• Beaded necklaces are inexpensive and come in multi-packs. I draped the beads around the trunk to look like the trunk was filled with treasures from the deep.
  • I picked up a couple of sacks of chocolate gold coins and sprinkled them in and around the trunk.
  • I found a pirate costume dress-up set and hung that up on the opened trunk.
  • You could add a play sword if one doesn't come with the dress-up set.
  • I also found a pirate eye patch and some pirate novelty party supplies that I wrapped up and placed inside the trunk.

What to do when your child outgrows the trunk.

My son outgrew the pirate phase and I started storing his train sets in the trunk.

The trunk fit in his closet.

But after a while we needed his closet space for other things.

I took the trains out of the trunk and placed the trunk under a game table in the living room. It now stores all of the game table accessories.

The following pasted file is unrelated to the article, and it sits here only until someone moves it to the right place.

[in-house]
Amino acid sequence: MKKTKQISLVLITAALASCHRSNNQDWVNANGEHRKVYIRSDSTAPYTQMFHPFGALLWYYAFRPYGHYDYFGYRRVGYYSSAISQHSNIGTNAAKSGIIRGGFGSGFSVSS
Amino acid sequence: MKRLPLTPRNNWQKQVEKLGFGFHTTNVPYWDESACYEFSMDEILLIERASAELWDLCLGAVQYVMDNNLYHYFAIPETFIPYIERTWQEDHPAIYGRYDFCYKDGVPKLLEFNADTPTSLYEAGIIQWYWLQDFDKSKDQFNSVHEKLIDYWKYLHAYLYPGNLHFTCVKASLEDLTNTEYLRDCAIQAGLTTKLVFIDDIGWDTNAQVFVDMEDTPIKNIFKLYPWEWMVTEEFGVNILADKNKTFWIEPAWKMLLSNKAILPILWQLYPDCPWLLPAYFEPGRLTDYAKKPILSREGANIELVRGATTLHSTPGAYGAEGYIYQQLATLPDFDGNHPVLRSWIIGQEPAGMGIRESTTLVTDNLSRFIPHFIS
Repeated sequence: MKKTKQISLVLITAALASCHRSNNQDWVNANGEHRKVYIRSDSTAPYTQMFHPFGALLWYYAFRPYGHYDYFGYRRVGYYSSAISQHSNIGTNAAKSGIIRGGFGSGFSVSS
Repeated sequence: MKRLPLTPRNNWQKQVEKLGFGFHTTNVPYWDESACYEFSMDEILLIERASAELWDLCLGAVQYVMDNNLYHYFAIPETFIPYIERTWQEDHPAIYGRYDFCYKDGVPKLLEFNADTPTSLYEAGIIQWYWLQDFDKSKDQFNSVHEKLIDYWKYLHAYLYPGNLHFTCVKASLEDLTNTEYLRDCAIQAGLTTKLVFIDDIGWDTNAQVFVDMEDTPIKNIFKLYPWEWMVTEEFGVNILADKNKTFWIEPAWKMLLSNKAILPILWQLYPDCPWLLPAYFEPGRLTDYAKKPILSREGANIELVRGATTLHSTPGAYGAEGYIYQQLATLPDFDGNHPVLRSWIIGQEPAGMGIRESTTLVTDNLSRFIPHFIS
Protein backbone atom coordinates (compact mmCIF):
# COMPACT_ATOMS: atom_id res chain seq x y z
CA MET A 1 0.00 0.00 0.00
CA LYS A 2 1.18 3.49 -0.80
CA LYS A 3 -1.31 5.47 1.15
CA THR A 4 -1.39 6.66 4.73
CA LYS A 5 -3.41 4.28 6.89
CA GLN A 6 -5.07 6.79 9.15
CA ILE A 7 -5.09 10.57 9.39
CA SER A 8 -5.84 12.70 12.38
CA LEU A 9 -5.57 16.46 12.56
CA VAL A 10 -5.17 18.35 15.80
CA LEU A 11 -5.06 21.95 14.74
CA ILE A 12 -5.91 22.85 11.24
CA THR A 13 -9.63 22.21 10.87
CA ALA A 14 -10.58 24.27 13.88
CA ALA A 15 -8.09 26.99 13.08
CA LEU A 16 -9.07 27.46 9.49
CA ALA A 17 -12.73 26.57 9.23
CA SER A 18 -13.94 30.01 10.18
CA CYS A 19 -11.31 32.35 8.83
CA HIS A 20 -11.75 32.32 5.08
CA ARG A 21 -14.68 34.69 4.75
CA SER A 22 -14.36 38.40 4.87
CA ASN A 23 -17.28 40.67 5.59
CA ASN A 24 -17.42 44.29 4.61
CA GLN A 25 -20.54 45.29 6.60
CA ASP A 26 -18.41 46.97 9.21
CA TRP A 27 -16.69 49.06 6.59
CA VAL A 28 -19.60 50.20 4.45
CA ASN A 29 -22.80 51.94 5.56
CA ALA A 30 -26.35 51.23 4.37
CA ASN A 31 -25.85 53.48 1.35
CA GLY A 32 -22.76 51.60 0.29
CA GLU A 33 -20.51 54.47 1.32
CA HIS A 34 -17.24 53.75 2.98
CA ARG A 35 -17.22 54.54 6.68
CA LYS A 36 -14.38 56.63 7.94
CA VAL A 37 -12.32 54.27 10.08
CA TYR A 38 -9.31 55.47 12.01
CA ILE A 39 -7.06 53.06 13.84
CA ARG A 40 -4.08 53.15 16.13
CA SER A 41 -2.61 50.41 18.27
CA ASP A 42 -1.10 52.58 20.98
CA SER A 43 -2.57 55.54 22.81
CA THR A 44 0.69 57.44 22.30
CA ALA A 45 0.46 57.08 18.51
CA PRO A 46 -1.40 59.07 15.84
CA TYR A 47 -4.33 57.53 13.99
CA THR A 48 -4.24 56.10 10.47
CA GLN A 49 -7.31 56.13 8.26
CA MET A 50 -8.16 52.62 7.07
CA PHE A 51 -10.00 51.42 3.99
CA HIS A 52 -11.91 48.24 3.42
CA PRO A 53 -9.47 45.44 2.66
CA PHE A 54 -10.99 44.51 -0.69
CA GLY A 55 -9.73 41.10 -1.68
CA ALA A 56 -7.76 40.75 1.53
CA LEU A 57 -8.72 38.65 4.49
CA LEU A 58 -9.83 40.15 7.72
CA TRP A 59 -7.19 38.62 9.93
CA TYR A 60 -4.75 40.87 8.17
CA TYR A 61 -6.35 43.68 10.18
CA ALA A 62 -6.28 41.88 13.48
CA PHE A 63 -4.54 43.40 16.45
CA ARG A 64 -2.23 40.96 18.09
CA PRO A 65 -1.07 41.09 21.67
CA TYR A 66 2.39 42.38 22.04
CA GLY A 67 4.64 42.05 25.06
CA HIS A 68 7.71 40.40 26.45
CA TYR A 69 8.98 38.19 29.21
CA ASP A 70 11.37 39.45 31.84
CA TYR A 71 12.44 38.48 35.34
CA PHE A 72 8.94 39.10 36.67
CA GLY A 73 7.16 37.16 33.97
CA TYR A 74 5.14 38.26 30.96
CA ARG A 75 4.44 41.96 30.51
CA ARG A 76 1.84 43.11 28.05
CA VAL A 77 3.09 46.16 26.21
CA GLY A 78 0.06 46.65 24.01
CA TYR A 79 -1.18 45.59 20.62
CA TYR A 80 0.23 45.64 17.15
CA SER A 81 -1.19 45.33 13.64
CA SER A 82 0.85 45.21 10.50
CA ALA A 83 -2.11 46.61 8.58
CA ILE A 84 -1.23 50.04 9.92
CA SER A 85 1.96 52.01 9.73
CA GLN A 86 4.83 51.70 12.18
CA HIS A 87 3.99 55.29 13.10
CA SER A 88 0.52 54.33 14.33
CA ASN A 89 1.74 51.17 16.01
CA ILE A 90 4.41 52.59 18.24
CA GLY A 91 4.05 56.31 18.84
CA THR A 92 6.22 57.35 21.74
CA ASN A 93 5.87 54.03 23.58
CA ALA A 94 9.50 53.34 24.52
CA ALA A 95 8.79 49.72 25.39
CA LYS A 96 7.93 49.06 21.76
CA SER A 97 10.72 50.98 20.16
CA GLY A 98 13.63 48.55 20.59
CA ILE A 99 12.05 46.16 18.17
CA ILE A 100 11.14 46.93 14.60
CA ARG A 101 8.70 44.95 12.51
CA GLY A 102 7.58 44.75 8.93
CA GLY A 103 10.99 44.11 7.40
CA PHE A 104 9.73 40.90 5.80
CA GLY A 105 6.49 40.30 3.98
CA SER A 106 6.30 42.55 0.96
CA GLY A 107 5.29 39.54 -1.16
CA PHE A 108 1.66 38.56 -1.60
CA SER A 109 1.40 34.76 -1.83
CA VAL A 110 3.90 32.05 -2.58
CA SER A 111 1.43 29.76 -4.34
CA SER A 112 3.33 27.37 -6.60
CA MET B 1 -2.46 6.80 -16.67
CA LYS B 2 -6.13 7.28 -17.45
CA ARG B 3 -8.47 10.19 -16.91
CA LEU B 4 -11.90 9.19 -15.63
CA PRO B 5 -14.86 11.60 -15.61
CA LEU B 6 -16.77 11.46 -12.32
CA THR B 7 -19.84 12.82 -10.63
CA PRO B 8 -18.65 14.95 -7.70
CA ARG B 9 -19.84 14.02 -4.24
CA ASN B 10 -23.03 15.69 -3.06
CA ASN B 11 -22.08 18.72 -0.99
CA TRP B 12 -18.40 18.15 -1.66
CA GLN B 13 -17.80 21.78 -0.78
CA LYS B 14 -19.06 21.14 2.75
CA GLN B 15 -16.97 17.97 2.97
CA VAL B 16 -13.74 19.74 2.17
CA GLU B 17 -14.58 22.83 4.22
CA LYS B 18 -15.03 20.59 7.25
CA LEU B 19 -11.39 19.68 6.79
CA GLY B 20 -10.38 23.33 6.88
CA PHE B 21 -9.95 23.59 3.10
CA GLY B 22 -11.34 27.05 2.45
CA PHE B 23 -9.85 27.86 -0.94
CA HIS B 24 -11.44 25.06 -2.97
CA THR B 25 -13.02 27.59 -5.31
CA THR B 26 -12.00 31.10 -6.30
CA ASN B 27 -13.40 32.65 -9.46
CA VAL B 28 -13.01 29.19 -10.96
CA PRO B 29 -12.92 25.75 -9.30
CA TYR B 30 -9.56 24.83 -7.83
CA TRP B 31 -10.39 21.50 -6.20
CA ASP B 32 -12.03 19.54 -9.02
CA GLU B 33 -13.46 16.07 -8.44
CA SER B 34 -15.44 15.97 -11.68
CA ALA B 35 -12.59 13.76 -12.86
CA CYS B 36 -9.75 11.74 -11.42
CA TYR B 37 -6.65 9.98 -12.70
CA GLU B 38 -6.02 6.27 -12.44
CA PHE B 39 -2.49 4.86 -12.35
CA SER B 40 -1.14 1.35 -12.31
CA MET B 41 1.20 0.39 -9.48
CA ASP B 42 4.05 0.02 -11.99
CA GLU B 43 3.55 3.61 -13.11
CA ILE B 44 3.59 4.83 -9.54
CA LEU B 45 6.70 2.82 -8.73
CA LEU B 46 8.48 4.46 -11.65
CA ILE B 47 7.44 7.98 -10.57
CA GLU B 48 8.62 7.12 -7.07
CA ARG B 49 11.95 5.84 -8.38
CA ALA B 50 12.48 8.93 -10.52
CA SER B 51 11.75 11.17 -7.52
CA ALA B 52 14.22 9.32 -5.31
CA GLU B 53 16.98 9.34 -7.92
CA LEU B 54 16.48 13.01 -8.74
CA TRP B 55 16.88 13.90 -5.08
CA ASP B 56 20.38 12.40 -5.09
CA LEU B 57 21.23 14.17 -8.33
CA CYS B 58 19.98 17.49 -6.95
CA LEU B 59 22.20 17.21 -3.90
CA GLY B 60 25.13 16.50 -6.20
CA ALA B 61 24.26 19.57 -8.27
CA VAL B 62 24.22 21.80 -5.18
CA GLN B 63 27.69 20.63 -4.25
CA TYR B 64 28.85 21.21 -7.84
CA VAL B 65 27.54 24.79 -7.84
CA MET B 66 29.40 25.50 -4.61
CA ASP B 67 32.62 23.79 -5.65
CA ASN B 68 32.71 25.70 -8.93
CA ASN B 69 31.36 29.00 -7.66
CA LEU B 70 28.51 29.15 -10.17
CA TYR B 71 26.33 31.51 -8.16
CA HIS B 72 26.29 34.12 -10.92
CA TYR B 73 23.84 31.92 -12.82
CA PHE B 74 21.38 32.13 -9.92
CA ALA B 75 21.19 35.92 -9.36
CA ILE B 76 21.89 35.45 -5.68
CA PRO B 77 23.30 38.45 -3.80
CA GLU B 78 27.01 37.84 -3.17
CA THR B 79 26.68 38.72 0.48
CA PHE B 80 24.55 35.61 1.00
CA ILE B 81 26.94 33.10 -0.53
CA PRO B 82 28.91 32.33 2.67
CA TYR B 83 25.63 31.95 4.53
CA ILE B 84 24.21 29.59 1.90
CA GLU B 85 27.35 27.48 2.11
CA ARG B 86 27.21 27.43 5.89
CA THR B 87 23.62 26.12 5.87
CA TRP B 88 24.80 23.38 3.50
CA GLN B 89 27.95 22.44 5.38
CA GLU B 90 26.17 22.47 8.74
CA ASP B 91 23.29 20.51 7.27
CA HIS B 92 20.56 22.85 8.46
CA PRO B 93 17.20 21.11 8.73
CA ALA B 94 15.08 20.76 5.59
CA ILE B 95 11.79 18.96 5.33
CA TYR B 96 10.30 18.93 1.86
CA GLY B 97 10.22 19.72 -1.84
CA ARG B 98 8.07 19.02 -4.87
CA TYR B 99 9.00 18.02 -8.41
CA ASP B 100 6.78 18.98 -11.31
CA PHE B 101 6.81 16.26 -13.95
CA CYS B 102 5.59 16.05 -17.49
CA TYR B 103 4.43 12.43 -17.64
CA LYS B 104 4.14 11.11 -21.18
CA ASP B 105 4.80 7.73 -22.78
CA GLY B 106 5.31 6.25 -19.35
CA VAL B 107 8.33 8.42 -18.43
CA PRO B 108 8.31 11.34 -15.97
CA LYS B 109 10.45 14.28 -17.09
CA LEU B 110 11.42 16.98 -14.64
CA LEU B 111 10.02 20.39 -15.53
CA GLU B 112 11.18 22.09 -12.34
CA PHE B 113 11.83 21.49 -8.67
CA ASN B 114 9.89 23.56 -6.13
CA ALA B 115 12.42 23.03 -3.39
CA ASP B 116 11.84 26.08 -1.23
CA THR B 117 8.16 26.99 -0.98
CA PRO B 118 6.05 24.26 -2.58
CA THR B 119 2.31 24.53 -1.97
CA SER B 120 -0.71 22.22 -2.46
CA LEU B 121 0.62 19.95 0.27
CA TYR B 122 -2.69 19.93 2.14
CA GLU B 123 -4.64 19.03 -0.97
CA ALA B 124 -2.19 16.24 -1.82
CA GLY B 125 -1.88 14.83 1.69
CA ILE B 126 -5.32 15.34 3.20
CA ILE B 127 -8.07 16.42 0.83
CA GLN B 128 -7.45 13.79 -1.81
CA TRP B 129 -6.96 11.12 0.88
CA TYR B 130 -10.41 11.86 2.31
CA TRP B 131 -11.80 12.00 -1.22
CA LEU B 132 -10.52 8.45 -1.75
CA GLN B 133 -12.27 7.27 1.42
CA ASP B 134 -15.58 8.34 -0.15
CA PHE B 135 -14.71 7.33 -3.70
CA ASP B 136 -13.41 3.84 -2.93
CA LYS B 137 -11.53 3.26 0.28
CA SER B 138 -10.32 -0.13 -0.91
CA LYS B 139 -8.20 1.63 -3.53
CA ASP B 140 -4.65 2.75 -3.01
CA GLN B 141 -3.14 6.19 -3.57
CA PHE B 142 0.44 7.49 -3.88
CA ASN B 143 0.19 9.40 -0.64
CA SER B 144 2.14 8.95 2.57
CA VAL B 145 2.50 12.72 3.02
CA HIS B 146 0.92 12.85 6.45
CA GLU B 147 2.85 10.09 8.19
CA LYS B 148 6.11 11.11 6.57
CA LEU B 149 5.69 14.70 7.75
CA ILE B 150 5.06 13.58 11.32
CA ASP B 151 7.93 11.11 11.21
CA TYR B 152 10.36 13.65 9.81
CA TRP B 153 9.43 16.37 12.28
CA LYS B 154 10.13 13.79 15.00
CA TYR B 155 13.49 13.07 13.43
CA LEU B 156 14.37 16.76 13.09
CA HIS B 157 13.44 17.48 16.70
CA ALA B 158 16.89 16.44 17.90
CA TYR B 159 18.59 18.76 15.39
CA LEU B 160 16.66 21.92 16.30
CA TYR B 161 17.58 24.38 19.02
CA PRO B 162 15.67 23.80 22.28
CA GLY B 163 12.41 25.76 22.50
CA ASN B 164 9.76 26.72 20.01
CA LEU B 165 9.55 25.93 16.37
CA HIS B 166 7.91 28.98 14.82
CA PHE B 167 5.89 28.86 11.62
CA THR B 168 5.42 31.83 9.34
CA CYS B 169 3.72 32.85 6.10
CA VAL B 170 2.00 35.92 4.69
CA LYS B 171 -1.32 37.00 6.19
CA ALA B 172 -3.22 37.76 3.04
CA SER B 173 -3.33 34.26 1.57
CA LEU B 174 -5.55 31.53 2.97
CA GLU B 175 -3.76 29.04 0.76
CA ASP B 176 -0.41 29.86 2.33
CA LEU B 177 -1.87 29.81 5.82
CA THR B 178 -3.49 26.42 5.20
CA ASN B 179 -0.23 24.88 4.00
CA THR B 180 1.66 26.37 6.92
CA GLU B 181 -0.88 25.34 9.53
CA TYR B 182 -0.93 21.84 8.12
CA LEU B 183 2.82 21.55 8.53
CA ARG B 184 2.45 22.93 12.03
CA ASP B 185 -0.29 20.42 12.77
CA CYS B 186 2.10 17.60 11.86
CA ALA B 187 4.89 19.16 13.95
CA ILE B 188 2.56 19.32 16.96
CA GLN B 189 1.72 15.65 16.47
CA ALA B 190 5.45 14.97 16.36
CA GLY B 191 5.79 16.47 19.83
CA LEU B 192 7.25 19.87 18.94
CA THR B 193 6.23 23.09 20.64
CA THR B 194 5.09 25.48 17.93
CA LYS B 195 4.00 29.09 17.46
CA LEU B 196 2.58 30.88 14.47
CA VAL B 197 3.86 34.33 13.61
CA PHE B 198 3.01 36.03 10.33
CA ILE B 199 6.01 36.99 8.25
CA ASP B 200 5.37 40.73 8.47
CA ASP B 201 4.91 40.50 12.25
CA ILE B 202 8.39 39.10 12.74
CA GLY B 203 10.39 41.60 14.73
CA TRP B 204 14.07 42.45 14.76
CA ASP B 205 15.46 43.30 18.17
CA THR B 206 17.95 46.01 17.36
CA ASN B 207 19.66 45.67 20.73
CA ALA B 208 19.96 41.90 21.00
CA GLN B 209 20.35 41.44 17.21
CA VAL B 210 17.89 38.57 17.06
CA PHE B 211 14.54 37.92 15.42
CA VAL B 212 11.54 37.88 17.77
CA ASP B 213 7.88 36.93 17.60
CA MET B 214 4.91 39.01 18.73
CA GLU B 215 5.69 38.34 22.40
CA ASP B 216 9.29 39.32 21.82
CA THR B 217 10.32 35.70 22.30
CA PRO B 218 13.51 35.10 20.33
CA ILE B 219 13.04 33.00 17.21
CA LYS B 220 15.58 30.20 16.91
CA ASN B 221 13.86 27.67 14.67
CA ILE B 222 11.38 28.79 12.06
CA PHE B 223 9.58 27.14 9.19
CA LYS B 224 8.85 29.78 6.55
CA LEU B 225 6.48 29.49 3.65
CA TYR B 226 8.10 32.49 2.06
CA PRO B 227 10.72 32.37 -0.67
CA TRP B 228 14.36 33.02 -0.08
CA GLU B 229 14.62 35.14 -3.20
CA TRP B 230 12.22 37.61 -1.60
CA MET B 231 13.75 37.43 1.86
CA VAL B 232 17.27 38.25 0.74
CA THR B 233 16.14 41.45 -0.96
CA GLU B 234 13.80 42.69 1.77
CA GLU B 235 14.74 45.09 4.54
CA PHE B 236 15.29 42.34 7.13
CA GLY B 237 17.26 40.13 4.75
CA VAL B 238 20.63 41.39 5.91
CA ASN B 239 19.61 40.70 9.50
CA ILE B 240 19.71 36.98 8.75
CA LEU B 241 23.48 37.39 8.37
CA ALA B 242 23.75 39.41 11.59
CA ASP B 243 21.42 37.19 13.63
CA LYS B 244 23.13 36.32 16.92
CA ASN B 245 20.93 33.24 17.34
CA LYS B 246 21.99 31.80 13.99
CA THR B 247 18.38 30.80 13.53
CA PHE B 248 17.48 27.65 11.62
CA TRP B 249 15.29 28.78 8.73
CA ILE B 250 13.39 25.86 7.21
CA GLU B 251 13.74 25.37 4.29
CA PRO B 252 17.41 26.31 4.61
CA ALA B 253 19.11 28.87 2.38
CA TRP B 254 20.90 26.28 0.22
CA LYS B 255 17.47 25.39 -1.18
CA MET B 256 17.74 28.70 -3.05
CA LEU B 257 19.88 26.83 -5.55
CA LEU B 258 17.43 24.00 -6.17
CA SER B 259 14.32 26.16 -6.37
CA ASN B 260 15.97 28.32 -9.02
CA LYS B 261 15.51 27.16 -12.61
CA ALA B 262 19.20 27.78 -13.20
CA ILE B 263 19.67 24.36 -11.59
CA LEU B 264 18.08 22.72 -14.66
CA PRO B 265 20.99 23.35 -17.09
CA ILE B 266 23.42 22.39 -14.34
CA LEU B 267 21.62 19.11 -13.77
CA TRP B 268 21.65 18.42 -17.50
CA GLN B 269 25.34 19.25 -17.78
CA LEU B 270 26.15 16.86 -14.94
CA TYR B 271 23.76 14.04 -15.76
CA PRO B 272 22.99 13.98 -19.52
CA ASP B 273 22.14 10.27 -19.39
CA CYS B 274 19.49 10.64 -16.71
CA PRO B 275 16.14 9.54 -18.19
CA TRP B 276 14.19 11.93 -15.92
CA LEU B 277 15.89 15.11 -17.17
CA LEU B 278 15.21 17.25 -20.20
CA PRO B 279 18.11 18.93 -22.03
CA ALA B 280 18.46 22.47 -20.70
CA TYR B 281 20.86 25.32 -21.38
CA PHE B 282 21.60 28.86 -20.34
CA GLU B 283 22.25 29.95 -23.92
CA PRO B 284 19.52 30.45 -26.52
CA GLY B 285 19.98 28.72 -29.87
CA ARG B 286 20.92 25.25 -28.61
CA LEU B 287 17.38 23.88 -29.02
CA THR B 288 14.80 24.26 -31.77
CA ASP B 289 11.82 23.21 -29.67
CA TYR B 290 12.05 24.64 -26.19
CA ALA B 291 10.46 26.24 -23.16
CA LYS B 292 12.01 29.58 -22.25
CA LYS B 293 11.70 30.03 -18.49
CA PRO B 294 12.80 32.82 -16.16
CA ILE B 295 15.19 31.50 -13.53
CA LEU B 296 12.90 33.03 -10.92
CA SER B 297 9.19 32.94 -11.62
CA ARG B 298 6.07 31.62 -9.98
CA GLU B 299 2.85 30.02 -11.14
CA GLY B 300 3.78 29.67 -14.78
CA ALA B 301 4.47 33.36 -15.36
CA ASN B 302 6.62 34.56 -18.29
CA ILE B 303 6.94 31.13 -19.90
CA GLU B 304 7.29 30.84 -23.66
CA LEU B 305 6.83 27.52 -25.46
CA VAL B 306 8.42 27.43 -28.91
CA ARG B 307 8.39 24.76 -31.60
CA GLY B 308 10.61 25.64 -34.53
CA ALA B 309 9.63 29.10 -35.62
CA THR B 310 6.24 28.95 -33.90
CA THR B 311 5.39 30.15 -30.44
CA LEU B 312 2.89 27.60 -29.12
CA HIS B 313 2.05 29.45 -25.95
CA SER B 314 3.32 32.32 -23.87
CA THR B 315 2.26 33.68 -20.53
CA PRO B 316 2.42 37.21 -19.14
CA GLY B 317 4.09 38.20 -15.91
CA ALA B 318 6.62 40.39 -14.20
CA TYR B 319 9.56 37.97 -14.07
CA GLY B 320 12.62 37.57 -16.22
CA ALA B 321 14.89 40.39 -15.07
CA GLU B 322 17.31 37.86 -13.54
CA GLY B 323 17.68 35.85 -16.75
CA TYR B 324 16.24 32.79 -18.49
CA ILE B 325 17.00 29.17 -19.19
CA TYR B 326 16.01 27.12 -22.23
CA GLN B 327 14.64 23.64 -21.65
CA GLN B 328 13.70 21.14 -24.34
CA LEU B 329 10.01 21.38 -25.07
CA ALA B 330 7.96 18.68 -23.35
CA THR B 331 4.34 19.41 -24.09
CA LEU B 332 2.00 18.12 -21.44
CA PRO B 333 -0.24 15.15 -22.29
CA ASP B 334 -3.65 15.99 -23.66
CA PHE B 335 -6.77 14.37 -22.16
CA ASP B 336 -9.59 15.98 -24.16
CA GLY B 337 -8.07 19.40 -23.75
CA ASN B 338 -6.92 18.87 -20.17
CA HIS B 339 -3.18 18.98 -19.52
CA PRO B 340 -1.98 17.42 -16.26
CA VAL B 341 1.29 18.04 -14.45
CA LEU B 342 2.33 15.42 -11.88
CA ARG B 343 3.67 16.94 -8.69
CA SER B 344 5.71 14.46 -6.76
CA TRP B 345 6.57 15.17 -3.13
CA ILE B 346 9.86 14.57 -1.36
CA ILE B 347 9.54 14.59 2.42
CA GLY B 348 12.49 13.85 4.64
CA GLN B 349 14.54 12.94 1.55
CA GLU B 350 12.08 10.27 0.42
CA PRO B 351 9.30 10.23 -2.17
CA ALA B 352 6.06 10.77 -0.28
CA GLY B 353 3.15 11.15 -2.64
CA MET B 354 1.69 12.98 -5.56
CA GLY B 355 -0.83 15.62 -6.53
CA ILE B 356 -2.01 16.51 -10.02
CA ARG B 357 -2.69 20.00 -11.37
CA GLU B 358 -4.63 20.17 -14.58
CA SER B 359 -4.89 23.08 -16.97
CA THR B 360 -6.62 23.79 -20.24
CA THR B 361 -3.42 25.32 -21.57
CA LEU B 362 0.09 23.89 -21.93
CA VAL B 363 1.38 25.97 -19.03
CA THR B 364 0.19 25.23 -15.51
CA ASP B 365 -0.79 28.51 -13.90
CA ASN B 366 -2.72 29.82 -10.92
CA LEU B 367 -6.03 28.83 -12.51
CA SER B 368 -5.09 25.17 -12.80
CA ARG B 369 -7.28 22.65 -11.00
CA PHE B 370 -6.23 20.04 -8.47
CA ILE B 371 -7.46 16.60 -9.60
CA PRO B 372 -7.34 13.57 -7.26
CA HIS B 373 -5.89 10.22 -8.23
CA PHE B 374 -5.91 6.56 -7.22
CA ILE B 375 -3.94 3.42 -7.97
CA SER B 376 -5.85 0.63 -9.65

When the children are grown and we have no more use for the game table, I plan on using the trunk as a coffee table.

The steamer trunk slides right under the game table for storing game pieces.

I hope this idea inspires you to create something magnificent with one of your flea market or thrift store finds!


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    • CraftytotheCore profile imageAUTHOR


      5 years ago

      I don't see these trunks for sale too often around my local area. When I saw this one, immediately I knew I had to have it! I also love the ones that come with drawers that were once used as traveling closets. I found one once but it smelled really musty so I passed on it.

    • peachpurple profile image


      5 years ago from Home Sweet Home

      i love your idea of treasure hunt with the trunk! My kids are going to yell with joy with all the toys and gifts in the trunk. Christmas will not be same without this treasure hunt. Voted useful